Earlier this month, the U.S. Court of Appeals for the 10th Circuit upheld the dismissal of a lawsuit because the plaintiff failed to provide an expert witness connecting a diagnosed medical impairment to the harm she allegedly suffered.  In its decision, the 10th Circuit clarifies the standard for proving a medical condition in an ADA claim and reinforces the need for medical expert witnesses.

ADA Plaintiff Alleges Injury Caused Failure to Work

In Felkins v City of Lakewood, Plaintiff Cynthia Felkins, formerly an employee for the City of Lakewood, Colorado, claimed that a medical condition called avascular necrosis caused two significant injuries that prevented her from working for long stretches during the early part of 2009.  In late 2008, Felkins suffered from a broken femur causing her to miss over 466 hours in the first 10 months of her job as an emergency call-center dispatcher.  After being fired in early April of 2009, Ms. Felkins filed a discrimination lawsuit with the Equal Employment Opportunity Commission (EEOC) that alleged the City of Lakewood failed to accommodate for her disability of avascular necrosis.

The City responded that Ms. Felkins had failed to demonstrate that she had a disability that qualified her for a claim under the Americans with Disabilities Act (ADA).  Arguing that Ms. Felkins had not provided documentation or testimony from a medical expert as is required by the ADA, Lakewood attorneys requested the case be dismissed.  The trial court agreed with the City and dismissed the claim because Ms. Felkins’s only proof of her disability was her own testimony, which was not sufficient to prove that her avascular necrosis was the cause of the injuries that kept her from working.

10th Circuit Requires Expert to Prove Medical Condition in ADA Case

On appeal, the 10th Circuit affirmed the trial court’s dismissal after finding that Ms. Felkins’s own testimony that her avascular necrosis caused her injuries was insufficient to prove an ADA claim.  A necessary component to winning an ADA lawsuit is demonstrating the existence of a physical or mental impairment that “substantially limits one or more major activities.”  Throughout her complaint, Ms. Felkins argued that her avascular necrosis created abnormal cell growth and blood flow that prevented her from lifting, walking, and standing normally, and, most importantly to her lawsuit, caused her a long-term injury that kept her away from her job.

Despite repeated insistence that her avascular necrosis led to her medical impairment, Ms. Felkins did not provide any professional medical evidence from an expert witness that the condition affected her major life activities.  Citing relevant case law, the 10th Circuit opinion found the Plaintiff’s allegations that she suffered from an ADA qualifying impairment unconvincing due to lack of an expert.  Writing, “[W]here injuries complained of are of such character as to require skilled and professional persons to determine the cause and extent thereof, they must be proved by the testimony of medical experts,” the Court pointed to the need for an expert to verify Ms. Felkins’s claims that her avascular necrosis caused her injury.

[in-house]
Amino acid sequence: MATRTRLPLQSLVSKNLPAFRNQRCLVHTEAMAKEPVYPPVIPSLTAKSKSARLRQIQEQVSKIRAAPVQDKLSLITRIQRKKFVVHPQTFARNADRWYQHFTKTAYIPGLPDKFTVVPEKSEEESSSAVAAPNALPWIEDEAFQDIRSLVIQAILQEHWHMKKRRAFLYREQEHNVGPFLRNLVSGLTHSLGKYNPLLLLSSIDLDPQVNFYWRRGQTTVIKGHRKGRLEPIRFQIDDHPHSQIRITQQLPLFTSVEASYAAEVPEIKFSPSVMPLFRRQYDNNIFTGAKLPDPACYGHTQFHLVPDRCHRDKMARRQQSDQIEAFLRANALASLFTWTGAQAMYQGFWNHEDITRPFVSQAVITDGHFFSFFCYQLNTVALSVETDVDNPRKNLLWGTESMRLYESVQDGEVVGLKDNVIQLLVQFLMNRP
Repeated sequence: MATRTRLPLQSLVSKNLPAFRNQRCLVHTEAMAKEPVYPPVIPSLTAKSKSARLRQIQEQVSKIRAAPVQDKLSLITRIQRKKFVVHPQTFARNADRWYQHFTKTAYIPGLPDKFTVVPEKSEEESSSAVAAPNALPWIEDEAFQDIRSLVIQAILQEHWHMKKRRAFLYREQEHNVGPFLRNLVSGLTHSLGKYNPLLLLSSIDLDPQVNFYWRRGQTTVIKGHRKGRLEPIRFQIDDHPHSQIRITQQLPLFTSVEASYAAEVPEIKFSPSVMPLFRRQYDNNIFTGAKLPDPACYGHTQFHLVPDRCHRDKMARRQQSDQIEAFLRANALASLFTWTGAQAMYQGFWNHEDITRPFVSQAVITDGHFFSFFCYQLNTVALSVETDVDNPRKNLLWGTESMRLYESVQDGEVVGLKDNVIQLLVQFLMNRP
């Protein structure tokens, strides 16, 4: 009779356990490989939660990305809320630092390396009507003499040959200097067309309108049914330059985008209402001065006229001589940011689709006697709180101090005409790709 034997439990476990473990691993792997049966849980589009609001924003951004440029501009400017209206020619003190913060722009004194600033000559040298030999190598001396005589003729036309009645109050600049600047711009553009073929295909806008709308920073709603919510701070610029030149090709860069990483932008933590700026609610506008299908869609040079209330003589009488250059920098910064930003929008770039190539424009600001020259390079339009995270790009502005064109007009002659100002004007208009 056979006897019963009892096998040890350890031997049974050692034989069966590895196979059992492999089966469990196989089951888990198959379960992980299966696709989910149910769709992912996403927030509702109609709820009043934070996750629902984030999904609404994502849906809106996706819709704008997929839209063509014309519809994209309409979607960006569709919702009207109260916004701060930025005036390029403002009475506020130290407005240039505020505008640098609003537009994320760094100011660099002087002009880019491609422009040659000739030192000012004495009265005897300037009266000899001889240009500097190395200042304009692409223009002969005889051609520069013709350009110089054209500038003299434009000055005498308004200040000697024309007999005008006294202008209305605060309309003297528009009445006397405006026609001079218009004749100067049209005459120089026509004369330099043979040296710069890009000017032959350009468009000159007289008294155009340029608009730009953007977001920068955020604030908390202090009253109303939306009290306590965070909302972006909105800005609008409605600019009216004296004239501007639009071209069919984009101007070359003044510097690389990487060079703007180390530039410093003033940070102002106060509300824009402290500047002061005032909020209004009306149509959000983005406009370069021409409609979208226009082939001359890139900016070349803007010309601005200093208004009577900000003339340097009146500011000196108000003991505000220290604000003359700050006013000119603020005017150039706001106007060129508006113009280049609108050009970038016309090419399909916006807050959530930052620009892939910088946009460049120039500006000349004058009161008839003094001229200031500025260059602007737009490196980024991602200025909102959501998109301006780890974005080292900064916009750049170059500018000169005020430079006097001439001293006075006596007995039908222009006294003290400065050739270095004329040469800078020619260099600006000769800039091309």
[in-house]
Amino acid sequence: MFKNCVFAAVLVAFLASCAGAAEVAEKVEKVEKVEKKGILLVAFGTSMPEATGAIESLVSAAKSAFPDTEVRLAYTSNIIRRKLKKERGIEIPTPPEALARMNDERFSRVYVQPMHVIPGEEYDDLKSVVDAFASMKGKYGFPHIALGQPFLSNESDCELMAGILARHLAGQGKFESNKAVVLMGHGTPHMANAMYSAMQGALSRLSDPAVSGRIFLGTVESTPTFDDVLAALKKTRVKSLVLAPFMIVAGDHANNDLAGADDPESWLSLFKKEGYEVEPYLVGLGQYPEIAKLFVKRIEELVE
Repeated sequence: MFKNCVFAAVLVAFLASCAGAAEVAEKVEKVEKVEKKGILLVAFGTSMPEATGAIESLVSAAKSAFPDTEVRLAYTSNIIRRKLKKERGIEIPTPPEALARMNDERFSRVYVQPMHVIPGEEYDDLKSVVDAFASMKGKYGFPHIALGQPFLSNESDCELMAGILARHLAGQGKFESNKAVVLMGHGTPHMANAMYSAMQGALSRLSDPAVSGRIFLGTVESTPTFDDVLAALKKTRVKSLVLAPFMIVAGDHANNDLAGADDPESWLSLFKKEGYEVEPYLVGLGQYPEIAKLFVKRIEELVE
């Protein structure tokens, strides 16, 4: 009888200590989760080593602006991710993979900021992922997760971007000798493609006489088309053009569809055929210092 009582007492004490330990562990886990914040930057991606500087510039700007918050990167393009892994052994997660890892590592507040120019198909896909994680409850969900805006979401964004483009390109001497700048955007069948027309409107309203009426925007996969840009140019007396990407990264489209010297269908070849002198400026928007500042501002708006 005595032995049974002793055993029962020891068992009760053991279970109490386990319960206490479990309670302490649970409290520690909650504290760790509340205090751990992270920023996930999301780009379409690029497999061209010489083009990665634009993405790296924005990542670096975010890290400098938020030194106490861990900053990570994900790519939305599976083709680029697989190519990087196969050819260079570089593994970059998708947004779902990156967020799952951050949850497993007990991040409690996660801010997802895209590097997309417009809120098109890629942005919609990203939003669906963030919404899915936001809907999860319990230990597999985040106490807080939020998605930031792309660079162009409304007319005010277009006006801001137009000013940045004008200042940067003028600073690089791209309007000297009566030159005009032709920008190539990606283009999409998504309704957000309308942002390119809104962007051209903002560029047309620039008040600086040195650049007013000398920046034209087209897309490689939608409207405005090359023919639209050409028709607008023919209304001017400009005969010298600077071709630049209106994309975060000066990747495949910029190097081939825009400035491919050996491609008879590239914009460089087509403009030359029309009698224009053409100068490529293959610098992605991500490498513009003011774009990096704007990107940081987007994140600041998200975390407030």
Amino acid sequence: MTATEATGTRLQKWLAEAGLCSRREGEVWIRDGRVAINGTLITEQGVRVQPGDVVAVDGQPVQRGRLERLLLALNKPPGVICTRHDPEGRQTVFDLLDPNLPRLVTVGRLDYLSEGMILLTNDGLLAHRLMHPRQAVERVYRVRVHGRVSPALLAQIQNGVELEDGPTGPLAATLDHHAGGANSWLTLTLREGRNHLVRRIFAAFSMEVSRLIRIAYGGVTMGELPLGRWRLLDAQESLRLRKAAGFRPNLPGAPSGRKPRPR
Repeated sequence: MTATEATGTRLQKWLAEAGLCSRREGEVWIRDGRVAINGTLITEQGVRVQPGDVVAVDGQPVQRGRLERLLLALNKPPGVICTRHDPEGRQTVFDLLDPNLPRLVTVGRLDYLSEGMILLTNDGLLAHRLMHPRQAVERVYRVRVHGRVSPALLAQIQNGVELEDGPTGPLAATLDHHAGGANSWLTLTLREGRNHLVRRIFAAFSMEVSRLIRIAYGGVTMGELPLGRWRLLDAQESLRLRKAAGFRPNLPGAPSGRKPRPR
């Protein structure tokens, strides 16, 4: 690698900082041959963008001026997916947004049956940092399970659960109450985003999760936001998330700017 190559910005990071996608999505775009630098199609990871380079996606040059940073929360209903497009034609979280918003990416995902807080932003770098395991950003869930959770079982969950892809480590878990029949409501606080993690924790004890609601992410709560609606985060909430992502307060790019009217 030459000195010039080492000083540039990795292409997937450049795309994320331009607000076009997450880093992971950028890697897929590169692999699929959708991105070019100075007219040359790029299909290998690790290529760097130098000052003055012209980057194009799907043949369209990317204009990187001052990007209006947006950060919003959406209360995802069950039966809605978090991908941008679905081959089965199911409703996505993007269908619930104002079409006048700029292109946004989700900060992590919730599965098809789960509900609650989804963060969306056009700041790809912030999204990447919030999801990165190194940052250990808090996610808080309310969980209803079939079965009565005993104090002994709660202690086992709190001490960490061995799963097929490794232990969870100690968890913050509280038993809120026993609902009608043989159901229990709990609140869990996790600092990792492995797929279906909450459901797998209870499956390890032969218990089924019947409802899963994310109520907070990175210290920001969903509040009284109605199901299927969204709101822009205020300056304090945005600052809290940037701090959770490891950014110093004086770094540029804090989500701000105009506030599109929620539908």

Without an expert witness proving her condition caused limitations that the City of Lakewood needed to consider, the 10th Circuit could not allow the case to proceed on Ms. Felkins’s personal testimony alone.  The case serves as a reminder that, while there is a place for lay-testimony, the word of an expert witness is required when medical conditions are the center of debate in ADA claims.

Medical Expert Witnesses in ADA Claims

While lay-testimony such as Ms. Felkins’s declarations is admissible to describe symptoms of a disease or medical impairment, the 10th Circuit reminded plaintiffs that an expert witness is required to not only diagnose a medical condition but also identify the illness as a cause of limitation on major life activities.  Although the ADA was amended in 2008 to loosen the burden of proving the existence of an ADA qualifying injury, the 10th Circuit found that plaintiffs are still required to connect symptoms and other evidence of impaired life activity to a diagnosed medical condition.

In this case, Ms. Felkins case failed because she could not demonstrate that her alleged avascular necrosis caused her physical limitation.  Without evidence of the necessary cause, she could not demonstrate that she qualified for an ADA claim.  Plaintiffs reading the Felkins case can note that a medical expert witness should be part of any ADA claim in order to connect a diagnosed condition to limitations that require accommodation by employers.